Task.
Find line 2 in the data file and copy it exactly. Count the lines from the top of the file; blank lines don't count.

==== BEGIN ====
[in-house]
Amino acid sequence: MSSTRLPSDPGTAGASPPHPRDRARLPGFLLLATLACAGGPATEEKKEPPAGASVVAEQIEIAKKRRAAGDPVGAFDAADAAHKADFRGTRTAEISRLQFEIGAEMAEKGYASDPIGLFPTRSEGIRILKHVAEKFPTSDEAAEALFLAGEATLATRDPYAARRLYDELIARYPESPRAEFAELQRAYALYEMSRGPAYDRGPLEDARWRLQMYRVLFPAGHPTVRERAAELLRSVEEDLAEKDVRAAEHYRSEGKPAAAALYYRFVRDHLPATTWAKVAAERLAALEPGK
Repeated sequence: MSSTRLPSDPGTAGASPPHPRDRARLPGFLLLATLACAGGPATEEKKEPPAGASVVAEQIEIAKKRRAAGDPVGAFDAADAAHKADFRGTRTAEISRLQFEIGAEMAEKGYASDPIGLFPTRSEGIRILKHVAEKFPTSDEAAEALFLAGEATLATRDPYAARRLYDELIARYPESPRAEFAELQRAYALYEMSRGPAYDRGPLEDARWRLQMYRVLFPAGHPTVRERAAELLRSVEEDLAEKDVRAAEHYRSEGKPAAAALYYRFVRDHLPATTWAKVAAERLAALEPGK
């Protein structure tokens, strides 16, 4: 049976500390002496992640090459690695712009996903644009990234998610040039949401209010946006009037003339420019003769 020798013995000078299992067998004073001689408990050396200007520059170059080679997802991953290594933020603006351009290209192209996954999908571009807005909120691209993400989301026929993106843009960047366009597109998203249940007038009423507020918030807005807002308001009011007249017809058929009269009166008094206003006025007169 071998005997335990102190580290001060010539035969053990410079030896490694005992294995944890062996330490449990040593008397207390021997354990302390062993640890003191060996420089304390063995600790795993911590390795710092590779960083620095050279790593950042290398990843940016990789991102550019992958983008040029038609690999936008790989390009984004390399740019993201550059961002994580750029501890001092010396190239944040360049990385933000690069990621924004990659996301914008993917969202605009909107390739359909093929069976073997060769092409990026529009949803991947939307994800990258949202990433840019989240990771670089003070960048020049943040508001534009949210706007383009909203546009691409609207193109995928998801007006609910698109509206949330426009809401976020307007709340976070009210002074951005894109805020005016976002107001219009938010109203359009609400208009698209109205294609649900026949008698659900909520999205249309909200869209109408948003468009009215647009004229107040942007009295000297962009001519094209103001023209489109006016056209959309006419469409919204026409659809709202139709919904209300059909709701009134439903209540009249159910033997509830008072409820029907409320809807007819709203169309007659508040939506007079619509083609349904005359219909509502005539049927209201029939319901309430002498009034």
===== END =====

Amino acid sequence: MSSTRLPSDPGTAGASPPHPRDRARLPGFLLLATLACAGGPATEEKKEPPAGASVVAEQIEIAKKRRAAGDPVGAFDAADAAHKADFRGTRTAEISRLQFEIGAEMAEKGYASDPIGLFPTRSEGIRILKHVAEKFPTSDEAAEALFLAGEATLATRDPYAARRLYDELIARYPESPRAEFAELQRAYALYEMSRGPAYDRGPLEDARWRLQMYRVLFPAGHPTVRERAAELLRSVEEDLAEKDVRAAEHYRSEGKPAAAALYYRFVRDHLPATTWAKVAAERLAALEPGK